Many of us have issues that are extremely important to us. For some, it is the desire to bring jobs back to the U. S. that have been moved to other countries, and for others, it is to remove genetically modified organisms from the food we consume. I could spend pages listing possible issues, yet the venues often used to advocate for or against certain actions are the same: using words, spoken or written, or donating to like-minded groups. There is a much stronger weapon at the disposal of those who wish to impact the direction of our society. It is the way we spend our money. Thoughtful spending can and will bring about change.
You may have read about my effort to buy American made products when possible. When it comes to manufactured goods, this is a preference, and when it comes to food products, it is not only a preference but a health necessity from my point of view.
Recently, our youngest son and his wife were visiting with us, and the three of us went to a local store. While looking at dog treats, I was showing them how many of the dog treats are made in China. They, as many of you, are well aware of the deaths of pets attributed to tainted treats imported from China. As a part of our conversation I said something to the effect that since those things were manufactured in China, there is no way I am going to buy them. I try not to buy anything made in China if I can avoid it. A man in a nearby aisle looked at me as if I had two heads. I thought it was funny. I don’t know if he thought I was crazy or if he was shocked that I would state my opinion as I did, but it does not matter. I vote with every dollar I spend, and I think my votes are being counted.
Over the last few months I have read several articles about the trend (and hope) that manufacturing jobs relocated to other countries are finally making a slow return to the U. S. In Black Enterprise there is an article titled “Will Manufacturing Jobs Return to the US?” It states, “The outsourcing trend that has cost millions of manufacturing jobs in the US is expected to end, according to a global management consulting firm.” The article goes on to identify reasons why this may be true; other articles I have read over the past few months also support my belief that businesses are impacted by spending.
Businesses are in business to make money. If the product being produced is not a making profit (or sufficient profit), then the business is going to seek to find out what changes need to be made in order to make a profit (or greater profit). If Americans refuse to buy a product, in this example products made in China, then eventually businesses will come to understand that if they wish to make a product that will sell, then something must change. In this case, people want quality products made in America.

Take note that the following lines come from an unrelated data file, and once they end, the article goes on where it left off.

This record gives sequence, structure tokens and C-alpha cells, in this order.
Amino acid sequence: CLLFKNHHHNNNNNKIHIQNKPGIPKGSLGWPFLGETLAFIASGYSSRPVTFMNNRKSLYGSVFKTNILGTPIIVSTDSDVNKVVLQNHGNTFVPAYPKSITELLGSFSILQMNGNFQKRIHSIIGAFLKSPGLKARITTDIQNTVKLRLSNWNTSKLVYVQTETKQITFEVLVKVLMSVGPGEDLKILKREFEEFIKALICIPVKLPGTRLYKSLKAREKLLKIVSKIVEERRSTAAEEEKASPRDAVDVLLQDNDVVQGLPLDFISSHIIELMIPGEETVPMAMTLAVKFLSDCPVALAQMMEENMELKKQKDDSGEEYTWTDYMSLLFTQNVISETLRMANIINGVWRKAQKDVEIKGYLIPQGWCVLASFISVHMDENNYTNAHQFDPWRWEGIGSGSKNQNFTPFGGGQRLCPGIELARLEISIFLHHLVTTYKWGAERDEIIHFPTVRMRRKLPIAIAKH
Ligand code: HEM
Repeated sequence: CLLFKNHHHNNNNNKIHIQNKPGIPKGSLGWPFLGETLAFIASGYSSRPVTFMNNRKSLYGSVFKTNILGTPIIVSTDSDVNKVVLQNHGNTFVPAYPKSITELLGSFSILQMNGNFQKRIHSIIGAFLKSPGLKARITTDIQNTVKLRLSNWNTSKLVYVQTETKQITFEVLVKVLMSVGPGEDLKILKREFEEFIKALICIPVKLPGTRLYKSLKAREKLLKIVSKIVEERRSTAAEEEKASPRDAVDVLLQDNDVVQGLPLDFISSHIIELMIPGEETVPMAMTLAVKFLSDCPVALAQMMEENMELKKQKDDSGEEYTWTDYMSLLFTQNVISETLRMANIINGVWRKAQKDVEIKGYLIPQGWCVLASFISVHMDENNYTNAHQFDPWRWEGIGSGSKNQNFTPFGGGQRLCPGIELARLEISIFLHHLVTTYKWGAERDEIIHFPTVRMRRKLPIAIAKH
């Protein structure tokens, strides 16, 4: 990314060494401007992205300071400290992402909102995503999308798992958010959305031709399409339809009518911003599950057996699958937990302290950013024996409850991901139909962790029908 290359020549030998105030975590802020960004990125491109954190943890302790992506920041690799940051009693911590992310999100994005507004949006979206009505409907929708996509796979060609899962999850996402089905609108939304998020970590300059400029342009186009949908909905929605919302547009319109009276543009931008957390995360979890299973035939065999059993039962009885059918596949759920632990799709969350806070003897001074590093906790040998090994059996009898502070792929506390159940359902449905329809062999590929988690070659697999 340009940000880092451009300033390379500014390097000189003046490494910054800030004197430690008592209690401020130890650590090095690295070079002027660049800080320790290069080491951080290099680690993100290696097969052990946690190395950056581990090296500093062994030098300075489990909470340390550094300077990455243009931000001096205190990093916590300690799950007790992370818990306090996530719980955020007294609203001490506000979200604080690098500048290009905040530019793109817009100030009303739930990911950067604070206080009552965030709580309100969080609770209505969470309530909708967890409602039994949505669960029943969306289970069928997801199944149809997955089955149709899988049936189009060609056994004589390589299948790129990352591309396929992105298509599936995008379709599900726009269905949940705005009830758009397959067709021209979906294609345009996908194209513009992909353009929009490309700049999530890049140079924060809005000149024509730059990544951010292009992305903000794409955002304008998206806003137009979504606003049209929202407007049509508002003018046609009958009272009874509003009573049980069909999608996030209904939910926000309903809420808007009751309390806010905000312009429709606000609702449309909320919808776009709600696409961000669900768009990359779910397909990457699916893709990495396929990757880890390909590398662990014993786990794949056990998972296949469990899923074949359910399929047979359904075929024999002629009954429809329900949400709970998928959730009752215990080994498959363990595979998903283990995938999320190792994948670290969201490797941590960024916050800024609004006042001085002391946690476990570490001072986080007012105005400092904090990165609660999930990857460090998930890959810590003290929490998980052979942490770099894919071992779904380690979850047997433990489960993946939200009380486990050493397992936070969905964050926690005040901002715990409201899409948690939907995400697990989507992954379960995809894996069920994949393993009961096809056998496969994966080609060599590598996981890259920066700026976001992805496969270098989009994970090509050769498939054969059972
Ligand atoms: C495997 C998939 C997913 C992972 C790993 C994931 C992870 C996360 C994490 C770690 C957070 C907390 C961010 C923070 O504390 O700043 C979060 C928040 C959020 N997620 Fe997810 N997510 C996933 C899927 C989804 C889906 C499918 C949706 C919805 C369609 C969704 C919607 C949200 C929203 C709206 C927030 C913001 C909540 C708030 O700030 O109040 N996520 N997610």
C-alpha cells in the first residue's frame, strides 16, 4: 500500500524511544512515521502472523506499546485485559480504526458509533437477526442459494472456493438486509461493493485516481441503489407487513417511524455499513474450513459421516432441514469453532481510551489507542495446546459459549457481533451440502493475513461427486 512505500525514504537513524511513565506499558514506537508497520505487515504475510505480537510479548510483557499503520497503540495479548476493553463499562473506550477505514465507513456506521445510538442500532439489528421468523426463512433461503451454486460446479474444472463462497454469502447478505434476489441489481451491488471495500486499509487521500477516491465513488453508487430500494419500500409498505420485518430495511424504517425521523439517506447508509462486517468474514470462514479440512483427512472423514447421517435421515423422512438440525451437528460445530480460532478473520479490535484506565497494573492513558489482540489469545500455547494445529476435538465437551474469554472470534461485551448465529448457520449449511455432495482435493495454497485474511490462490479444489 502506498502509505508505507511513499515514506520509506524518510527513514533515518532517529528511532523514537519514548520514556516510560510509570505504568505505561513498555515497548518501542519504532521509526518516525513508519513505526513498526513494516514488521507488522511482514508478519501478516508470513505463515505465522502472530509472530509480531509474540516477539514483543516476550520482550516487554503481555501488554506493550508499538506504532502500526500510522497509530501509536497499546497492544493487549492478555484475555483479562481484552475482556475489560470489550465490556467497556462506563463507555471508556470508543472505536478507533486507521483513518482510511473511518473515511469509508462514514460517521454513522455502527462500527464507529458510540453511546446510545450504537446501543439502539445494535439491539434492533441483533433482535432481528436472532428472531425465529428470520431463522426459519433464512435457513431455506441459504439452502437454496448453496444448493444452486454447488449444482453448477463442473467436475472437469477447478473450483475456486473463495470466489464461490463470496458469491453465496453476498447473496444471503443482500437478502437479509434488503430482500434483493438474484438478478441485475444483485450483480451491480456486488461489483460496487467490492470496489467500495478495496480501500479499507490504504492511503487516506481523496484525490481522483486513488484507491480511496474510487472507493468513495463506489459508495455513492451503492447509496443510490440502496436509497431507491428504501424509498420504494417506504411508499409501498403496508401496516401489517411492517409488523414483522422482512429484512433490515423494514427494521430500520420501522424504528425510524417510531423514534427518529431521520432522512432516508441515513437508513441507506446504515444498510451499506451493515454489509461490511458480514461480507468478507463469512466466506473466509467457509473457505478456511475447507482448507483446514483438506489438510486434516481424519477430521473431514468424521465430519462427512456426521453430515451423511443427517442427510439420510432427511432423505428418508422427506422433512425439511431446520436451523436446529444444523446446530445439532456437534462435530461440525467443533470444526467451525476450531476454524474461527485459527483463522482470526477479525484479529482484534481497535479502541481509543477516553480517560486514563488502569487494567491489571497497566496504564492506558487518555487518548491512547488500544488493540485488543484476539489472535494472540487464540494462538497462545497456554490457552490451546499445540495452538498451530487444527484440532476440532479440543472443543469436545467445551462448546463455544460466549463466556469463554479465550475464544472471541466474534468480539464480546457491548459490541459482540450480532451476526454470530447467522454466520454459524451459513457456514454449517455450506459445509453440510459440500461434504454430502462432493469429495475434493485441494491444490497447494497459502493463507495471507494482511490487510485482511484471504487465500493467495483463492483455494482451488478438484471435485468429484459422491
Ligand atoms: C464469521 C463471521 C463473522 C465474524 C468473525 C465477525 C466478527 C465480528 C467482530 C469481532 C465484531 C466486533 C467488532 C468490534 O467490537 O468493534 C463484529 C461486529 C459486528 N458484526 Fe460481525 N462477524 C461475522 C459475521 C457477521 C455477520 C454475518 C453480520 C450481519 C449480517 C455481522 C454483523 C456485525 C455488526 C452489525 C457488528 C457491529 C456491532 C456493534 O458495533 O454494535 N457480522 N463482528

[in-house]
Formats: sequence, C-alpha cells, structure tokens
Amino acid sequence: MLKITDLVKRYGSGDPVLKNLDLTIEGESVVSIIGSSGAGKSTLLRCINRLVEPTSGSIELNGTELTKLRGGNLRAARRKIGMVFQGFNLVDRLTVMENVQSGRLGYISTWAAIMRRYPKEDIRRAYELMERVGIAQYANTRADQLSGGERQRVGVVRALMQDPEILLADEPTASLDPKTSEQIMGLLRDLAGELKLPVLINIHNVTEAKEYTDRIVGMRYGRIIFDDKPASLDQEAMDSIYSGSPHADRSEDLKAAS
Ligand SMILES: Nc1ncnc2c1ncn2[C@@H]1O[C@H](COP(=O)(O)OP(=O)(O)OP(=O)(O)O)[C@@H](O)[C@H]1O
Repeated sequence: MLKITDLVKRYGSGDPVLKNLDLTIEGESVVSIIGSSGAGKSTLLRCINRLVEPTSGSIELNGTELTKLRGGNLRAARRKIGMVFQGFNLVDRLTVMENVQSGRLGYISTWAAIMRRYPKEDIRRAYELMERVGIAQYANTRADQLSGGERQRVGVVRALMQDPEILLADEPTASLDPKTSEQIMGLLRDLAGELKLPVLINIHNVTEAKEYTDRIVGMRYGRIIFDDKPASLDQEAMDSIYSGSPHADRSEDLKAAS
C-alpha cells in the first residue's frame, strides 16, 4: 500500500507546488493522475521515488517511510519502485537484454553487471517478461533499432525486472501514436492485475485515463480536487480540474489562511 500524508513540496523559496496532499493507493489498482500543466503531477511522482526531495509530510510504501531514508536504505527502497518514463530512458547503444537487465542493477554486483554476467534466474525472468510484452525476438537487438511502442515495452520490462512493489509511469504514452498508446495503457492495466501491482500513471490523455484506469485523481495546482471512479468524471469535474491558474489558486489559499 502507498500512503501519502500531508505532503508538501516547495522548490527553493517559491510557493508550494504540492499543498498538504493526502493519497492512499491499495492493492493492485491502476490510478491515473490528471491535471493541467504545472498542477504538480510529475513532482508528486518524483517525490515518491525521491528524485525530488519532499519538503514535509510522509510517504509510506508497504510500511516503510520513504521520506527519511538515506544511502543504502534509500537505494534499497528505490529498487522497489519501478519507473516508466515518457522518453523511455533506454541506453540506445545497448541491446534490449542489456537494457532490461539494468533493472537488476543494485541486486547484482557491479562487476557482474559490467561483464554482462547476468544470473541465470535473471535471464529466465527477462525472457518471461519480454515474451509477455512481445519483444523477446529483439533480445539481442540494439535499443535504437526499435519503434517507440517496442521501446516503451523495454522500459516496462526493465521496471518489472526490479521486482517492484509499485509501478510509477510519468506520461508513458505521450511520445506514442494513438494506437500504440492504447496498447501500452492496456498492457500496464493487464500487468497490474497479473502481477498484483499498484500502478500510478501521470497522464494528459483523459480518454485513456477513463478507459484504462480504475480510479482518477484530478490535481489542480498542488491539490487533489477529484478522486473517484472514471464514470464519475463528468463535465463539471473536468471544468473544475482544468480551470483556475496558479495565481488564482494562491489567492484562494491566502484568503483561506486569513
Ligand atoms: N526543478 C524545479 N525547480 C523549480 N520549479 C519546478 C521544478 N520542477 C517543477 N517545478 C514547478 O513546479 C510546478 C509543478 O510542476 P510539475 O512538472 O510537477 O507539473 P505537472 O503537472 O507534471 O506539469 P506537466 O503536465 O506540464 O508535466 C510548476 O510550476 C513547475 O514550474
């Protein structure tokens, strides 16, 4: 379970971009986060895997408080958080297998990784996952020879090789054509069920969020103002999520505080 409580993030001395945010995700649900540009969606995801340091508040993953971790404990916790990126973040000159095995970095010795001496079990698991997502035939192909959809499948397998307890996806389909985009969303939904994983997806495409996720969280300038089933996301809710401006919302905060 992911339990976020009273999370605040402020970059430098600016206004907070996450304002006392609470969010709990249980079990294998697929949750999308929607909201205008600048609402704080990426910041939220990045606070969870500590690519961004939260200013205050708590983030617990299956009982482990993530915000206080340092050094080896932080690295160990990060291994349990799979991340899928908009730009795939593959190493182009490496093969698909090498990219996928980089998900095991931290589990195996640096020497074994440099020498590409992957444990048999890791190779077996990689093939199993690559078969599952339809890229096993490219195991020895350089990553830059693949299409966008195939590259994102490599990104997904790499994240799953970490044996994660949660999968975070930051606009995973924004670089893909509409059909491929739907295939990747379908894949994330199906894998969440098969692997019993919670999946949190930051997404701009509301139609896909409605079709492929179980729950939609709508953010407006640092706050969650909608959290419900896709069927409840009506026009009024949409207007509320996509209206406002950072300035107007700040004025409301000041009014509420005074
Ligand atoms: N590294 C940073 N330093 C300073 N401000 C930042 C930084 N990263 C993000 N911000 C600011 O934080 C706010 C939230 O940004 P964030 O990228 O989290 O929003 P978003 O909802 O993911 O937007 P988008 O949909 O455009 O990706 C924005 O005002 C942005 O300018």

While visiting with our oldest daughter and her family, we did a bit of shopping. Her comment was that as a military family their finances are too tight to worry about the source of a product; they just have to buy the most economical option. What is my response to this? First, our military should be paid more. (Don’t even get me started on the cuts just passed for our retired veterans.) Second, this is America, and we should be able to create quality products made in this country that are also affordable. In the past, our American ancestors have shown that almost anything is possible in this country when we put our minds to it and unite. It can be done, and this change, as well as other changes, can begin with the way you thoughtfully spend each dollar.
For me, I buy American made products when possible. There are many wonderful products made or grown in other countries that we just can’t get here, and I have no qualms about making those purchases. My issues are with products outside of the U. S. that lack quality and safety and could (and should) still be manufactured or grown and processed in the U. S. Why should I purchase a chicken that was grown and killed in the U. S. and then shipped to China for processing before being returned to the U. S. to enter our food chain? That is ridiculous! When I am aware of other issues such as genetically modified foods or animal cruelty issues, I avoid buying from such companies. As I become a better educated consumer, I tell companies what I think about the products and their manufacturing process and their priorities by voting with the money I spend, or don’t spend, on their products. I challenge you to do the same.